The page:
A new model of development should take its place that is "more attentive to the demands of solidarity and more respectful of human dignity", he told members of the Centesimus Annus Pro Pontifice Foundation, an organisation which promotes Catholic social teaching."

Read the whole article here. It's really a tease for Benedict's third encyclical, this one on Catholic social teaching, titled "Caritas in Vertate" (Love in Truth), that is due to be released at the end of the month.

Wednesday, June 17, 2009

Simon Bears the Cross with Jesus

As I pray the Rosary, I add certain relative clauses in order to help me meditate on the particular mystery of the decade I am reciting. So an Ave would run as follows for the fourth sorrowful mystery: "Hail Mary, full of grace, the Lord is with thee. Blessed art thou among women and blessed is the fruit of thy womb, Jesus, who bore the heavy cross for us. Holy Mary, Mother of God, pray for us sinners, now and at the hour of our death. Amen." (The words in italic, of course, being the added relative clause.)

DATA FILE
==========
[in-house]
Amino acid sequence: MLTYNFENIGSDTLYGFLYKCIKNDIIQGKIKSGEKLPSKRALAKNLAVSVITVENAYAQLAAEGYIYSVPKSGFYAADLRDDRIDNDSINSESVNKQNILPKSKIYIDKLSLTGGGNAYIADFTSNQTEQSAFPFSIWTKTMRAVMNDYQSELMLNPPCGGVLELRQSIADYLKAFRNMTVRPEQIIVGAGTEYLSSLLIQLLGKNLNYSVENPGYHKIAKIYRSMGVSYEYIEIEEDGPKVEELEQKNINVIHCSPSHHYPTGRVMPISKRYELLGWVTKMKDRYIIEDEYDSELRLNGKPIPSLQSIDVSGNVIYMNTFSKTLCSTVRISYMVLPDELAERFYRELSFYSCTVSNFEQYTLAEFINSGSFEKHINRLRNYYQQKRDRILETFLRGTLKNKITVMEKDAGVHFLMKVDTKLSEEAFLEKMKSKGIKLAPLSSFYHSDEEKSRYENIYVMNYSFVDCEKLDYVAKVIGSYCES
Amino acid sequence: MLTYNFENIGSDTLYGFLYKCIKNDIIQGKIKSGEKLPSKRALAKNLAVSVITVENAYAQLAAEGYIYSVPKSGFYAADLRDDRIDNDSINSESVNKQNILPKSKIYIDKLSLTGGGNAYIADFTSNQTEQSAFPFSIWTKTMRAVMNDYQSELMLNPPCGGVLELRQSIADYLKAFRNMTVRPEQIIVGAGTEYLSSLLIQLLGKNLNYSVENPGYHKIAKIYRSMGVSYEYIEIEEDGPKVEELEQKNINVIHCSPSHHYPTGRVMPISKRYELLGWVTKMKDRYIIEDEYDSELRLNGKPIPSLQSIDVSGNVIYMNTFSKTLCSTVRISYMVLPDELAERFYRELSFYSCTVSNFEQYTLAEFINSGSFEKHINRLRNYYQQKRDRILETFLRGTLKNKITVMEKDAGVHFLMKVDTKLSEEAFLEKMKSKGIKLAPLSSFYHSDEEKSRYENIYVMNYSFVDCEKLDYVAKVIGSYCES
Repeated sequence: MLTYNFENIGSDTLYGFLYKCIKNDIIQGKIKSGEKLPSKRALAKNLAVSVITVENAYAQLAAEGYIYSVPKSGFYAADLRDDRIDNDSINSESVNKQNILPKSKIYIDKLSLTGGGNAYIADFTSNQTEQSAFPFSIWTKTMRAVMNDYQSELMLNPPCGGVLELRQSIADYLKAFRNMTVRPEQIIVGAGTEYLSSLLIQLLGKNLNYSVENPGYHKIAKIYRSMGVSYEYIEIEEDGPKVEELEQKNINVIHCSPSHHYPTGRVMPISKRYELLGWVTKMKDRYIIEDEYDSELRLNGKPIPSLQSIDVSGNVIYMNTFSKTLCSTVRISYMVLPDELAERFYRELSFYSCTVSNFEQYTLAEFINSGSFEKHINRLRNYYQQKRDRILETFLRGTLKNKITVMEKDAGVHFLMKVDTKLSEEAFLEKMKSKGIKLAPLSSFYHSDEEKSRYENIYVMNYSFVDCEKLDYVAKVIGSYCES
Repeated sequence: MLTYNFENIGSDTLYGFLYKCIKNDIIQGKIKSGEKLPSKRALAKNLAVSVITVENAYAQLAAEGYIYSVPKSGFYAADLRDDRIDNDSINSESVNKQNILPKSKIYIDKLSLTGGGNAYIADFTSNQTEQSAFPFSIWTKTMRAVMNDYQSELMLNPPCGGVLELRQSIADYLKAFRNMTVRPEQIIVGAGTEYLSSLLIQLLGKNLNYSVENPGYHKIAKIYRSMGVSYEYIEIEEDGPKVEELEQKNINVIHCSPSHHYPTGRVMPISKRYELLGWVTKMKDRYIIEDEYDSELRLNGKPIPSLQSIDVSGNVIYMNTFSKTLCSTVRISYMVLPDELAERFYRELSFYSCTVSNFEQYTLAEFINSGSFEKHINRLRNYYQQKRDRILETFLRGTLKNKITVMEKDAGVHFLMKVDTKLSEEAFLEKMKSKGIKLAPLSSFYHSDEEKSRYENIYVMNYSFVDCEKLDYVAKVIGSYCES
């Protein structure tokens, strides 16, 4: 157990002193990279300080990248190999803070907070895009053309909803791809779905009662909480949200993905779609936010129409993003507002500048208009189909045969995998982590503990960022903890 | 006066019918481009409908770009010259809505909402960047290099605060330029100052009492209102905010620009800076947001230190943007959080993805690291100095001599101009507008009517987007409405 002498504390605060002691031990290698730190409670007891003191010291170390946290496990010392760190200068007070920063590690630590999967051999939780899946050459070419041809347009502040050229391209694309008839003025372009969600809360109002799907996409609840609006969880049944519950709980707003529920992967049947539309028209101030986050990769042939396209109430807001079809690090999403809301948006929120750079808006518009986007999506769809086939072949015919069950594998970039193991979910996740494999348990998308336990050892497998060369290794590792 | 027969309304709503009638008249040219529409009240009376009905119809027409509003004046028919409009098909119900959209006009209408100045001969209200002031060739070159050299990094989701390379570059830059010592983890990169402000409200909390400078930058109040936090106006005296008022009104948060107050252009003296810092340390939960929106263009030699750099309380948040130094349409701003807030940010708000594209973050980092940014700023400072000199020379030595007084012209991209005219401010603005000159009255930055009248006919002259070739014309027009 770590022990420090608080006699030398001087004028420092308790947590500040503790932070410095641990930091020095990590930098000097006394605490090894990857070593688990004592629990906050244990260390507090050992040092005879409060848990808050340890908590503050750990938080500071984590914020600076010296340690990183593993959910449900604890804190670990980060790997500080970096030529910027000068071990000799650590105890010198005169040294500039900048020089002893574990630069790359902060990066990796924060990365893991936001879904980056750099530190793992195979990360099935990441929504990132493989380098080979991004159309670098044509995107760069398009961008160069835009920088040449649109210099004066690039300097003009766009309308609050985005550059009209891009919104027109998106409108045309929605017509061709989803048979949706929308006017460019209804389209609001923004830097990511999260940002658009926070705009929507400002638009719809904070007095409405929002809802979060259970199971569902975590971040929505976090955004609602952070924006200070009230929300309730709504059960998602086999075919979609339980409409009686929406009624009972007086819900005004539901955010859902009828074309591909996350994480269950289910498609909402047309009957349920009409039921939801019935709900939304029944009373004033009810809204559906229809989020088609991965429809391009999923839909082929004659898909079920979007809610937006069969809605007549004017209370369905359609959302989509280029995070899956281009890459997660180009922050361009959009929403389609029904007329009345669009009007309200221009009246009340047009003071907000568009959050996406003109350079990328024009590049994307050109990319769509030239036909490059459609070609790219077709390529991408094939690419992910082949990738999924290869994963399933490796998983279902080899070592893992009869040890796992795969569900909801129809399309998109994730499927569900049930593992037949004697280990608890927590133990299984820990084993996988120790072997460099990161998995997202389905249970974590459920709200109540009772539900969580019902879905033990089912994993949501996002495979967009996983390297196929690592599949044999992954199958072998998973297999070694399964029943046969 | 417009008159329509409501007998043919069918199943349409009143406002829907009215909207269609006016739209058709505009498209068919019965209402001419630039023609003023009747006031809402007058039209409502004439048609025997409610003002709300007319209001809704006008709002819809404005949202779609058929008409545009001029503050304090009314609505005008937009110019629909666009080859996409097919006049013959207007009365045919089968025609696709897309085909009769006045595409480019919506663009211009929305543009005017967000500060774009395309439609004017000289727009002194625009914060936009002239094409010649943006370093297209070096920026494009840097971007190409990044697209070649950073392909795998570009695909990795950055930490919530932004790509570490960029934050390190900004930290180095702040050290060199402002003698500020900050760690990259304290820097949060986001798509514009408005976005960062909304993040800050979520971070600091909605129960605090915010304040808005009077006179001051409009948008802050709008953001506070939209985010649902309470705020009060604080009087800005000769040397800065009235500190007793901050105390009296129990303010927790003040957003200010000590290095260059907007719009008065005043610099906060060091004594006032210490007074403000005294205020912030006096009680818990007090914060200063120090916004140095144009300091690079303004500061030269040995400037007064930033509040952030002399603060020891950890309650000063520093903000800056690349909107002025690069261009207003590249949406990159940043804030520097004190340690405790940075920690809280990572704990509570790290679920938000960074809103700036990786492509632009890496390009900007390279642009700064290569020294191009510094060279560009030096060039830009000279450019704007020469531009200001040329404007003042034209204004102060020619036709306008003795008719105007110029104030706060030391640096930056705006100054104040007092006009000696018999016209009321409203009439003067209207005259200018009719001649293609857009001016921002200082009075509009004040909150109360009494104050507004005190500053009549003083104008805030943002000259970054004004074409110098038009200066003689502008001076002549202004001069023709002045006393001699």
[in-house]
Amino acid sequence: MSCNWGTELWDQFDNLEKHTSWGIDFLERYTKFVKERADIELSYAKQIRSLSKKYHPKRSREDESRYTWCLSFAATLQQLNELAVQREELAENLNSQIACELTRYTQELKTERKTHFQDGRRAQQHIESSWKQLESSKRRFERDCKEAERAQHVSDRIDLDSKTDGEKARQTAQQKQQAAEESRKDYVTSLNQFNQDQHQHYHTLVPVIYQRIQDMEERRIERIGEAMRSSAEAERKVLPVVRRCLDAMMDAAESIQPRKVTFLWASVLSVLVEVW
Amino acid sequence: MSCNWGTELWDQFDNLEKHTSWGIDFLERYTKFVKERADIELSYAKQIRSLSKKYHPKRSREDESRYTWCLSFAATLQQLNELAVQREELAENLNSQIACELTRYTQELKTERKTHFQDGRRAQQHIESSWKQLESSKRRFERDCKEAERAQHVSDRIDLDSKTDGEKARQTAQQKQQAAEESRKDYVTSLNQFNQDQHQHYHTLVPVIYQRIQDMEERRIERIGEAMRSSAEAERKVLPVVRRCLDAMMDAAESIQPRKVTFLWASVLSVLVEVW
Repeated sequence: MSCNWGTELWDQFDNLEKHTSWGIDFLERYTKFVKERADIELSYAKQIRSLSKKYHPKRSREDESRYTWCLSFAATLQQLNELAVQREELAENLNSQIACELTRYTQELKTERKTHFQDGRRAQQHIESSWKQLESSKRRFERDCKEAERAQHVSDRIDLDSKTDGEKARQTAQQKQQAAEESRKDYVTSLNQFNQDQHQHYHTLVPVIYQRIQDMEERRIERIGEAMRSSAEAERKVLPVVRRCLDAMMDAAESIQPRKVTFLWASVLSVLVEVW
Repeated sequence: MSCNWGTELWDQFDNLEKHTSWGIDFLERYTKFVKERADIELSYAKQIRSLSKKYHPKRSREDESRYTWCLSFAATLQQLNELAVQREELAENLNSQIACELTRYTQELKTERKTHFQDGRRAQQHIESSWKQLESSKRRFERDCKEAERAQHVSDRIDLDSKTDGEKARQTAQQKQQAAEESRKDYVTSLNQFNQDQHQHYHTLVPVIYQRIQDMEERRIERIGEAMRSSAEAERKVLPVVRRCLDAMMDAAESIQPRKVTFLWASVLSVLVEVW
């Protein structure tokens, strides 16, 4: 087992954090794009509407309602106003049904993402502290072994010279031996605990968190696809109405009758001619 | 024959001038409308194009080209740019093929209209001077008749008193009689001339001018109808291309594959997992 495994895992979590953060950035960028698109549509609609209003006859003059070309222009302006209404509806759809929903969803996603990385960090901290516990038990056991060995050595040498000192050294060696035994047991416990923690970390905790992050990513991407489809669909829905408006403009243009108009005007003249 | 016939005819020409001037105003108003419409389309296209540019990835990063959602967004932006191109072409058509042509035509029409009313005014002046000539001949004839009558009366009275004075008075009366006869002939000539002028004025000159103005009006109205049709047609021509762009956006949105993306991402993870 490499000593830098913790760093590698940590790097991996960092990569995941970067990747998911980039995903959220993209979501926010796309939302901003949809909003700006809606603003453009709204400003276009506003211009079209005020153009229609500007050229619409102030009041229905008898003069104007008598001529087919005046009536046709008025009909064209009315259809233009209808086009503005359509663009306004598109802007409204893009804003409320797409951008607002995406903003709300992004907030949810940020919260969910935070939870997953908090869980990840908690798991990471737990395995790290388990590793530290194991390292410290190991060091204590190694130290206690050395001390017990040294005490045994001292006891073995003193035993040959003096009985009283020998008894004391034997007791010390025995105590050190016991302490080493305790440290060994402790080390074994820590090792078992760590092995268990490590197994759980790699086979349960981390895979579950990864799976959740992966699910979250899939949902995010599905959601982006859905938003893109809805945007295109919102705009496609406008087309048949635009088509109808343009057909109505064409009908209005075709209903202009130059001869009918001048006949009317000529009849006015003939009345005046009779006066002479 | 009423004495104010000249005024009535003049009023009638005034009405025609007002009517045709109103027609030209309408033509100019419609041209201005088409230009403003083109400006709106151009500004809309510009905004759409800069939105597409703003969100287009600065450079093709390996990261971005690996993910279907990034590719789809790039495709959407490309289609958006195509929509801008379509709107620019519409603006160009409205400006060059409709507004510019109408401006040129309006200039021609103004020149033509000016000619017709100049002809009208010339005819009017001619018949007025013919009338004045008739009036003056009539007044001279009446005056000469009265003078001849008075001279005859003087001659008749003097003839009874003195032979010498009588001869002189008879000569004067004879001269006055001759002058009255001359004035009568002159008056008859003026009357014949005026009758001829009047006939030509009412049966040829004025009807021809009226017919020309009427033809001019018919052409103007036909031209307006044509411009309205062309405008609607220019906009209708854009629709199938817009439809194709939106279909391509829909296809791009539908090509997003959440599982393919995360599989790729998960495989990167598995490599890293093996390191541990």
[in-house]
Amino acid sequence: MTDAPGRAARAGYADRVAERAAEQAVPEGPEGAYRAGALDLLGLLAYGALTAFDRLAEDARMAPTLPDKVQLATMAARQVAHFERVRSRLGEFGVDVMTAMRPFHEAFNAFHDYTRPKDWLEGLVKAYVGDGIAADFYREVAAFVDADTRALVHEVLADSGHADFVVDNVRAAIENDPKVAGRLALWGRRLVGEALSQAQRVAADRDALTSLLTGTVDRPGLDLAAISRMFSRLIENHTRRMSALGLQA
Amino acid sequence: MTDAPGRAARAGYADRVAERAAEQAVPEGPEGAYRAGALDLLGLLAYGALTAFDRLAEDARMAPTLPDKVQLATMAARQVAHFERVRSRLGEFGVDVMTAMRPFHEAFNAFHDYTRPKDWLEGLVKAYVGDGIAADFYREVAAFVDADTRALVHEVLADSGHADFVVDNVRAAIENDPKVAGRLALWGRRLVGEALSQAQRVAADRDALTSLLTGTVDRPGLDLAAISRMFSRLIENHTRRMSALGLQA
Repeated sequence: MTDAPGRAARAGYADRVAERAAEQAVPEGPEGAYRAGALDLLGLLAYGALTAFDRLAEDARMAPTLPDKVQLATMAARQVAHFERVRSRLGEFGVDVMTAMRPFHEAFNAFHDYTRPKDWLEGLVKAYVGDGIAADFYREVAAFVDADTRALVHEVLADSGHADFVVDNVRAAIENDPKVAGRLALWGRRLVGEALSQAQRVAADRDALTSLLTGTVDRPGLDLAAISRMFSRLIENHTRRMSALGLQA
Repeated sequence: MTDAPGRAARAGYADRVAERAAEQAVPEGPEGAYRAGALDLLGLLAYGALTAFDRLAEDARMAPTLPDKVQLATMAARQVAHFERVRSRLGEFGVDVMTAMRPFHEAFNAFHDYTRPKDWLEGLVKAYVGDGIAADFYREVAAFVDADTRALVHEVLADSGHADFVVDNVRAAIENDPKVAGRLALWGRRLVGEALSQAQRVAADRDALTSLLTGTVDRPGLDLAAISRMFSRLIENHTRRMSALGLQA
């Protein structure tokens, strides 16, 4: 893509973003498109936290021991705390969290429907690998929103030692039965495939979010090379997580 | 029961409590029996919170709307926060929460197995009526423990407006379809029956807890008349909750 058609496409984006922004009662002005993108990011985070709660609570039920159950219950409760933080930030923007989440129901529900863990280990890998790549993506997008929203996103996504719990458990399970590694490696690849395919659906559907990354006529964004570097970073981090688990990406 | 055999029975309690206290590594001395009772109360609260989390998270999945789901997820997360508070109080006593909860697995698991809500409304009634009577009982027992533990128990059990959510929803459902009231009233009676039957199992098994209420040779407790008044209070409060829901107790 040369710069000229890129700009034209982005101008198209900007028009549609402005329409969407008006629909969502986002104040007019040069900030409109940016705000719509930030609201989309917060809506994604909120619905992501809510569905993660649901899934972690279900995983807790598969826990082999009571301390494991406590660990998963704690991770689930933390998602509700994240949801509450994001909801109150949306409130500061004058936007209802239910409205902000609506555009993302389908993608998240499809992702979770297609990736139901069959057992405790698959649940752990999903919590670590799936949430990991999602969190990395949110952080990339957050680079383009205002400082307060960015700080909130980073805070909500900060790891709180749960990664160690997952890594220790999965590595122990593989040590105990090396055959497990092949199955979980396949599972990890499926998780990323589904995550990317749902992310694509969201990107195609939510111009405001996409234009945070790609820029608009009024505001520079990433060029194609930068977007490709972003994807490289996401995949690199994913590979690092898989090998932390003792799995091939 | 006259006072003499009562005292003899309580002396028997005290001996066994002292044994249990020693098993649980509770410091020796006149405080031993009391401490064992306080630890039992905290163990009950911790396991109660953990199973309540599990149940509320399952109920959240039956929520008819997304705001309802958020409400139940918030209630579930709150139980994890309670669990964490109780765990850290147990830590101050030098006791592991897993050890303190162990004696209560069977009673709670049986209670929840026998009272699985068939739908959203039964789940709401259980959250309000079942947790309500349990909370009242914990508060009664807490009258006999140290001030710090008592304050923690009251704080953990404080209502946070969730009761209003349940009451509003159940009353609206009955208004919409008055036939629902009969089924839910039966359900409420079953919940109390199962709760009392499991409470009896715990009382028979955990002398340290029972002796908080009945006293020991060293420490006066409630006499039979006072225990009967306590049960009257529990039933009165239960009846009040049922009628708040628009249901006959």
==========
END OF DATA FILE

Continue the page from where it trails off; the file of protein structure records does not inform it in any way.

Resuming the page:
Adding these clauses aren't my idea or invention, but have been around for centuries. (Read von Balthasar's Threefold Garland for more - it's a phenomenal little book.) I have been thinking about this particular clause, "Who bore the heavy cross for us," as I meditate on the sorrowful mysteries of the most holy Rosary. Whenever I say it, or hear or read the story of Jesus' bearing the cross, I am always, and always have been, struck immediately with a qualification - something ridiculous along the lines of "with Simon of Cyrene." But this involuntary (literalist crazy) qualification strikes me as constitutive to our Christian life. Simon bears the cross with Jesus for a purpose. Ultimately God goes before us, bears us, encircles us with his grace so that it is He who acts. But I also act.